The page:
Finally, the active practice of letting everything be gives birth to a deep kind of vulnerability. When you are deeply content, you let your defenses down and stop the game of constantly trying to protect yourself. This allows for a profound vulnerability with yourself and others.
Another meditation practice I teach is taking the position of not knowing, or letting go of the need to know anything, which opens us to a deep place of innocence and humility. This practice has many dimensions: letting go of your mind, not holding onto concepts, not needing to know. In meditation, because we don’t have to do anything other than sit still, we can take a very absolute stance on this point. We can fully disengage with our minds and thoughts.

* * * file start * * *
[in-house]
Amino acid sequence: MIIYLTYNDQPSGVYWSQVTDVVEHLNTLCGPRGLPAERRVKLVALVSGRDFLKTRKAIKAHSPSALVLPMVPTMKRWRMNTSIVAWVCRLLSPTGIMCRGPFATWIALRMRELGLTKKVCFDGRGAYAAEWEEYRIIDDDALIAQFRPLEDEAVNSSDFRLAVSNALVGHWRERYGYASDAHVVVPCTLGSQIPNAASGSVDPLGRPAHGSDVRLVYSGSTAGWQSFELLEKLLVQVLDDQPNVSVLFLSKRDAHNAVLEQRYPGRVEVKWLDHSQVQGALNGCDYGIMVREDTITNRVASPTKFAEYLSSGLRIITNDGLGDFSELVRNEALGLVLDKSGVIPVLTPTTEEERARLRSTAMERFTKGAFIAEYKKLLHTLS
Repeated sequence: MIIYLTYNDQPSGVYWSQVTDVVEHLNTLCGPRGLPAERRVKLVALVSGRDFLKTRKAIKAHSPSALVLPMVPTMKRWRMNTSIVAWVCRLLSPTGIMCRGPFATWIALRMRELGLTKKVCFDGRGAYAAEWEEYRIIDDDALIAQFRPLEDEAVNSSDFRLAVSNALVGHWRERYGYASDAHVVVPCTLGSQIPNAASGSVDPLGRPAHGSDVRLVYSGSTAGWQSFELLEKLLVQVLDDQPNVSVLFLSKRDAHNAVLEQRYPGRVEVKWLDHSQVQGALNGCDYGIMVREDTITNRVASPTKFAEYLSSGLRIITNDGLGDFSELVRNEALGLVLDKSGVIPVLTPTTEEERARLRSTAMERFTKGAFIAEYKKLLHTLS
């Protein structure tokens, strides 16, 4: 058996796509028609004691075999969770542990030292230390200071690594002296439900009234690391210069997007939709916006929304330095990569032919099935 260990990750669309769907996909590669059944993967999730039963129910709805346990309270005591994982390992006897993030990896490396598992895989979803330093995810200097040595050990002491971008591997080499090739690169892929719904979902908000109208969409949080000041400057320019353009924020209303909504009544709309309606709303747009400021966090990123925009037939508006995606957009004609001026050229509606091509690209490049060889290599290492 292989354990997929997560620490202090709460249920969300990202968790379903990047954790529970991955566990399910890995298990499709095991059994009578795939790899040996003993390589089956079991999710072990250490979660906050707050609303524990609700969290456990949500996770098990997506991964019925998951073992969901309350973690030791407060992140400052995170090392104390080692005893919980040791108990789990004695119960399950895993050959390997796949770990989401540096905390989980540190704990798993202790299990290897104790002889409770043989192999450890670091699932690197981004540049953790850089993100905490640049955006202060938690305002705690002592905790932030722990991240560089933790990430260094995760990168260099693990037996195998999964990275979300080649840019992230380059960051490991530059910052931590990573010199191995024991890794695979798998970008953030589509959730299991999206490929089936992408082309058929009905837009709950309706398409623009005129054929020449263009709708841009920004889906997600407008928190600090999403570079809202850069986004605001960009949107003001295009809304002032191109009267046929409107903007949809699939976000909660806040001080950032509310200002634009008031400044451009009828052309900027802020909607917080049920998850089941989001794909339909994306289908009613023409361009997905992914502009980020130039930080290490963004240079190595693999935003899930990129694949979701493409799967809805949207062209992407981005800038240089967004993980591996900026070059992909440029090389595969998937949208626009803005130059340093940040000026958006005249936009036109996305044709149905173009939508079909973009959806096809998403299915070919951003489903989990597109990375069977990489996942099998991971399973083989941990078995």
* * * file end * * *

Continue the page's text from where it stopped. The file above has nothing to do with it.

But if you want to experience the power of “not-knowing” in your daily life, you need a different approach than you took in meditation. We can’t just completely disengage from our thoughts while we’re going through our day. In life, we engage with concepts all the time. We think about issues. We solve problems and create things. We’re very engaged with the mind. So the awakened life version of not-knowing is really about giving up the emotional need for certainty. We practice not holding on to knowing, not needing to know, being open to what we don’t know.